You really took advantage of that form, making each story completely different in terms of style, design, content and format.
That's the nature of this project. I'm experimenting here, trying new things to grow as a writer. With a graphic novel like "Astronaut Dad," I've carefully outlined it and have gone through a disciplined editing and re-write process. It's very deliberate. With something like "One Night Stand," the whole purpose is to be more reckless and stream of conscious. See what happens, and some pages will work better than others.
Was it a challenge finding artists willing to take part in this?
Not really. Over the years, I've become friends with a lot of artists. I don't always get the time or opportunity to work with them. Something like "One Night Stand" is fun. It's nice to work on something without worrying about how many pre-orders it will get, to enjoy the art form for its own sake. Then, we each go back to our own caves and try to get stuff published.
One thing which makes your project stand out, besides the number of stores carrying it, is the fact that you're distributing the book to comic stores for free. What led you to do this?
"One Night Stand" isn't something I can make a profit on. It's worth more to me to send this comic to as many stores as possible. If I can build a good relationship with a few indie-friendly retailers, if I can do something fun with a few artists, and if I can get a few more people reading something I wrote, then this project is a success. I realize some people might nag about the whole "perceived worth" issue, i.e. if I give it away for free, people will treat me like I'm worthless. However, the comic shops are selling it for $2. So there. The retailers are making the profit on this one. It helps that I raised money through Kickstarter.com to cover expenses. Otherwise, I wouldn't have had the resources to do it. I won't do projects like this very often, but in this instance, I'm happy with how it's going.
What has the response been from retailers from what you've heard from others putting out comics this week?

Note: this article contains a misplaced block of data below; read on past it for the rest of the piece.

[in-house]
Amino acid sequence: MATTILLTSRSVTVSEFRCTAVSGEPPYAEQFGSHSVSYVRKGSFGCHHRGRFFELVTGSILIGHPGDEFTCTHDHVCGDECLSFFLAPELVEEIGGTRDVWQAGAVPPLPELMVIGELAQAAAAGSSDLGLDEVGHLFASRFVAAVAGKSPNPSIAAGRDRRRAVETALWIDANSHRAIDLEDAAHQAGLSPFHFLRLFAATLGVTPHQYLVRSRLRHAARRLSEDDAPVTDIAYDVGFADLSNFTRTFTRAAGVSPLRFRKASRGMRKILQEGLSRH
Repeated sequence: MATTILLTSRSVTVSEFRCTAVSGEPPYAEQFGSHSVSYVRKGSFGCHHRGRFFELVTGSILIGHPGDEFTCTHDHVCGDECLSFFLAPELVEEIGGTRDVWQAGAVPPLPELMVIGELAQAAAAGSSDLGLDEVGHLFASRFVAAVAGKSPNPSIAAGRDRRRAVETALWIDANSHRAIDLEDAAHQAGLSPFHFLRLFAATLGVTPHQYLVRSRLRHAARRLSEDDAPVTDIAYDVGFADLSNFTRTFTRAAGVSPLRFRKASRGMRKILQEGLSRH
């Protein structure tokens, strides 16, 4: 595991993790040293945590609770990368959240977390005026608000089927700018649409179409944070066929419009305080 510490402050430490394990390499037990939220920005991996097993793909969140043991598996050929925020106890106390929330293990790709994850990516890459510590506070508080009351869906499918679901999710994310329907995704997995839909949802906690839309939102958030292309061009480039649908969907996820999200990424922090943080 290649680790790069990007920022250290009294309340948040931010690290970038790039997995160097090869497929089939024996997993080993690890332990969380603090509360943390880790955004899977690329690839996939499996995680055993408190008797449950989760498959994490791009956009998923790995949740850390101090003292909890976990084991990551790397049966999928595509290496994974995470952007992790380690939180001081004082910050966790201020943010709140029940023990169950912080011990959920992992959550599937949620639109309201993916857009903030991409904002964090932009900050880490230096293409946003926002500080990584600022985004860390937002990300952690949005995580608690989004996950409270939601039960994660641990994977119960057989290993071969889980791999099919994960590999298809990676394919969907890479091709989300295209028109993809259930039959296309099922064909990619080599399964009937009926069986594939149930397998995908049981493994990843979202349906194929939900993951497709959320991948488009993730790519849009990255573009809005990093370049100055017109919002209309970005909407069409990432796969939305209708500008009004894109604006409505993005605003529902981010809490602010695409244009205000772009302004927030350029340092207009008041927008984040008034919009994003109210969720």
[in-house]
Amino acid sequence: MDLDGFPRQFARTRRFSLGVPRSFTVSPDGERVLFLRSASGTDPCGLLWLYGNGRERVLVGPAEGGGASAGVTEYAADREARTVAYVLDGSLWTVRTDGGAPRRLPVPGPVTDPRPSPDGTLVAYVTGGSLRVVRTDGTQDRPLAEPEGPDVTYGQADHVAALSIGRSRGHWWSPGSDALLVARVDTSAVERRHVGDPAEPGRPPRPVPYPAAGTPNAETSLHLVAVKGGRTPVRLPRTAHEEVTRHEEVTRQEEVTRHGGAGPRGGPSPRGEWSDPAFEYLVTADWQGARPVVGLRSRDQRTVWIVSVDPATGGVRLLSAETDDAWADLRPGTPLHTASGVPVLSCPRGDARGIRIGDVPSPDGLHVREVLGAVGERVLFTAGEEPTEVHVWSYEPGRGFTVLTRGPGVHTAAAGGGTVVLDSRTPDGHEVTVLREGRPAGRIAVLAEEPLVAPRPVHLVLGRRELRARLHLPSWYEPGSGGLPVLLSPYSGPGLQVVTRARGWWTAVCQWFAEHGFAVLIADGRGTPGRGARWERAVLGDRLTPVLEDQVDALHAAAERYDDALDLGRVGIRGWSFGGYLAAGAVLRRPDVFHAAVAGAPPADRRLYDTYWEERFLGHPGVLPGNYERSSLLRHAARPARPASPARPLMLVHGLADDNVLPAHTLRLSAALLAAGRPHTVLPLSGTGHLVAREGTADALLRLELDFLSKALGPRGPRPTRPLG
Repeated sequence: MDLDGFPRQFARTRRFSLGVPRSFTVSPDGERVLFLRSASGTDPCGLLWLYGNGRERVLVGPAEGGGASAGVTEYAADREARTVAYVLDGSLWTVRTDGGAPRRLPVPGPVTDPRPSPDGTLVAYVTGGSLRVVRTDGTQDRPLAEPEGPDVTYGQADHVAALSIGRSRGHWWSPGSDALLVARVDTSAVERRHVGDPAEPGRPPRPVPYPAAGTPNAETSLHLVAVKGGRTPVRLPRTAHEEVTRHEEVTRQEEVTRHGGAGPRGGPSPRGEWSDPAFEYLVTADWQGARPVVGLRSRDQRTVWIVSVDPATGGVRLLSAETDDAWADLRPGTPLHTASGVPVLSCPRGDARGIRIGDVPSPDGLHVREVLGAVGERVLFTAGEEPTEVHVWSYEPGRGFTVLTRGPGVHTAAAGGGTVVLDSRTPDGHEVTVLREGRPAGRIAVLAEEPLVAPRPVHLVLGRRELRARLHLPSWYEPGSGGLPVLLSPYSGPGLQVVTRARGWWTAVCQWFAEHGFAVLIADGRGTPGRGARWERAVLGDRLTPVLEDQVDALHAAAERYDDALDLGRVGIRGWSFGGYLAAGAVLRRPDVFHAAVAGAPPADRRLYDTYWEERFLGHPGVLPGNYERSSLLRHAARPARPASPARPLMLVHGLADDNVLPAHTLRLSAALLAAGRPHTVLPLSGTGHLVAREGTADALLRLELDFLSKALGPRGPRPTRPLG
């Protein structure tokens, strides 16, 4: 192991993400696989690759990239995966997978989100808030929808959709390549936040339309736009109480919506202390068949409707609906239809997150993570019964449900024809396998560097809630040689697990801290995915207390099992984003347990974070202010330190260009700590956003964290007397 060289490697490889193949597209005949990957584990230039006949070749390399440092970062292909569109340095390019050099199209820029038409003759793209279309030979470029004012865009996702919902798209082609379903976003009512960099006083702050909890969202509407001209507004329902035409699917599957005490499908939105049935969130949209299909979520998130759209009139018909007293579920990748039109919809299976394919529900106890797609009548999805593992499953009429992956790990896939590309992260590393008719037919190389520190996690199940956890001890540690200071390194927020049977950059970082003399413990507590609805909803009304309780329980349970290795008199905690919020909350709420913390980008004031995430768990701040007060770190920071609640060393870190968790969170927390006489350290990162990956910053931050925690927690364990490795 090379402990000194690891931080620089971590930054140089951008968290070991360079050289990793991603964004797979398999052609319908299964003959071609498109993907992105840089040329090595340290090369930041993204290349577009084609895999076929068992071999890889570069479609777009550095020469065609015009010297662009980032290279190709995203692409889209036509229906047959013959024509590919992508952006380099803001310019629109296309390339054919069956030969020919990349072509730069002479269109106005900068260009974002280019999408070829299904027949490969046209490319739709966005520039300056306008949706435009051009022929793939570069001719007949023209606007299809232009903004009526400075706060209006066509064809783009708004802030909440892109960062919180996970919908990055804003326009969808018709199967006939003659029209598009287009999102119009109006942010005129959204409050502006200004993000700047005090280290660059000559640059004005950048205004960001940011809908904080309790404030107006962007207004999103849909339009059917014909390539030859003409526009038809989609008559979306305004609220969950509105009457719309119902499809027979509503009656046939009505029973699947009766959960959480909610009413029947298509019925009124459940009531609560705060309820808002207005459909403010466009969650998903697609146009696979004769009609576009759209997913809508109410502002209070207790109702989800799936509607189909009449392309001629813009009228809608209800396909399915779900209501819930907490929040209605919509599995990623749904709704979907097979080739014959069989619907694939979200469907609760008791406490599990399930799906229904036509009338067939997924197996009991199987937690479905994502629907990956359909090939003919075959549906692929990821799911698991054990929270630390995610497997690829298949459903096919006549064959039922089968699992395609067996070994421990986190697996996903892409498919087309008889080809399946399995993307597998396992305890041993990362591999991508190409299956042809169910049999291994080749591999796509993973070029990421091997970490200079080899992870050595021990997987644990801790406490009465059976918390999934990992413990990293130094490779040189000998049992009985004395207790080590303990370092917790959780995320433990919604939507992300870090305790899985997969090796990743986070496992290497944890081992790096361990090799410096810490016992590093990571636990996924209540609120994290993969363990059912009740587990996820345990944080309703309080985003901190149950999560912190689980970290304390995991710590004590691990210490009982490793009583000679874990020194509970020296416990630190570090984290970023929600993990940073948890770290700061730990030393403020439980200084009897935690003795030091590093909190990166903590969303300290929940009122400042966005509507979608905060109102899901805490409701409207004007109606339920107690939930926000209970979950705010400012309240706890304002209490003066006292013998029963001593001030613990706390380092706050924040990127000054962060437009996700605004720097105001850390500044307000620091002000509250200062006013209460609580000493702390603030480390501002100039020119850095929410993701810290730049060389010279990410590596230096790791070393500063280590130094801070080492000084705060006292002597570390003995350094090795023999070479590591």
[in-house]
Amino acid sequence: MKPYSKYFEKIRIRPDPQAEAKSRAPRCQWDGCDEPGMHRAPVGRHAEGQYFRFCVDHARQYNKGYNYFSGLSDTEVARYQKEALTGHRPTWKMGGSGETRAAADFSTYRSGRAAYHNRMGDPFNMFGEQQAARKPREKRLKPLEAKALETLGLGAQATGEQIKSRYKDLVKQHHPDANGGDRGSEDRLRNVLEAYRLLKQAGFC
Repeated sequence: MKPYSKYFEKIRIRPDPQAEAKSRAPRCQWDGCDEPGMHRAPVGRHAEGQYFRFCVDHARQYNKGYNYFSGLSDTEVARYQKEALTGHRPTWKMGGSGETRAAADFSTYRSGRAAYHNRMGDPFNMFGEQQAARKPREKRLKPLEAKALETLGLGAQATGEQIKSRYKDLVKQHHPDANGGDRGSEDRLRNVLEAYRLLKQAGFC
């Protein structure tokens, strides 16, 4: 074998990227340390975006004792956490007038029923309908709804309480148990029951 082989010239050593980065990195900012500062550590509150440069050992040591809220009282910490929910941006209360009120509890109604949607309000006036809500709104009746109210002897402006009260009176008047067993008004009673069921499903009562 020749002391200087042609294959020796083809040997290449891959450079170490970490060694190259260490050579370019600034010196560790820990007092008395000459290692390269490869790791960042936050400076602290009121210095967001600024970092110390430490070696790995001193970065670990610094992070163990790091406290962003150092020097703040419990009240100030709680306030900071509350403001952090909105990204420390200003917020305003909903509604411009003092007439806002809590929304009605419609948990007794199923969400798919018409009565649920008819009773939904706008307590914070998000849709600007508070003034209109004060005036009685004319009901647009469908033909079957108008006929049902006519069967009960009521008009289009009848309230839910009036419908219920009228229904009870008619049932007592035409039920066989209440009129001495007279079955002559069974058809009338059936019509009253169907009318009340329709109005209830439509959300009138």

All positive. The retailers are happy to get my comic and try their best to sell it. As for other artists putting out comics that week, I get the impression we're all a tad worn out. Definitely, it was a learning experience. A lot of new creators got a crash course in working with printers and retailers. Some people missed their deadline, which is a learning experience in itself. I learned that the printer I worked with has no concept of 1/4 inch bleed and cutting the cover to 8.5x11. It took three attempts for them to get it right, and I'm still not 100% happy with how they trimmed it. I learned shipping is freakin' expensive when you don't have time for USPS media rate. That aside, I'm excited to see everyone's work. I haven't been checking the Indy Comic Book Week blog as often as I should, but every time I visit, I see something cool.
Why did you end up posting on kickstarter.com, and what was your experience like with them. Can you see yourself doing it again?
I found Kickstarter.com through Jamie Tanner, very talented comic book creator of "The Aviary." He had a project on the site. I was completely enamored by Kickstarter. I spent an entire day just watching videos of people talking about things that inspired them, things they were passionate about. I could care less about circumnavigating the global in a sailboat, but it was cool to hear someone with such enthusiasm. And hell, just try watching the LaPorte, Indiana video without getting a little choked up. Kickstarter is not for the cynical. It was a good experience for me. It's not only about raising the money; it's also about finding that supportive circle of friends and family. I was very moved by the encouragement we received. The only problem I had was collecting everyone's mailing address. (If you don't send me your address, I can't mail you your pledge rewards!)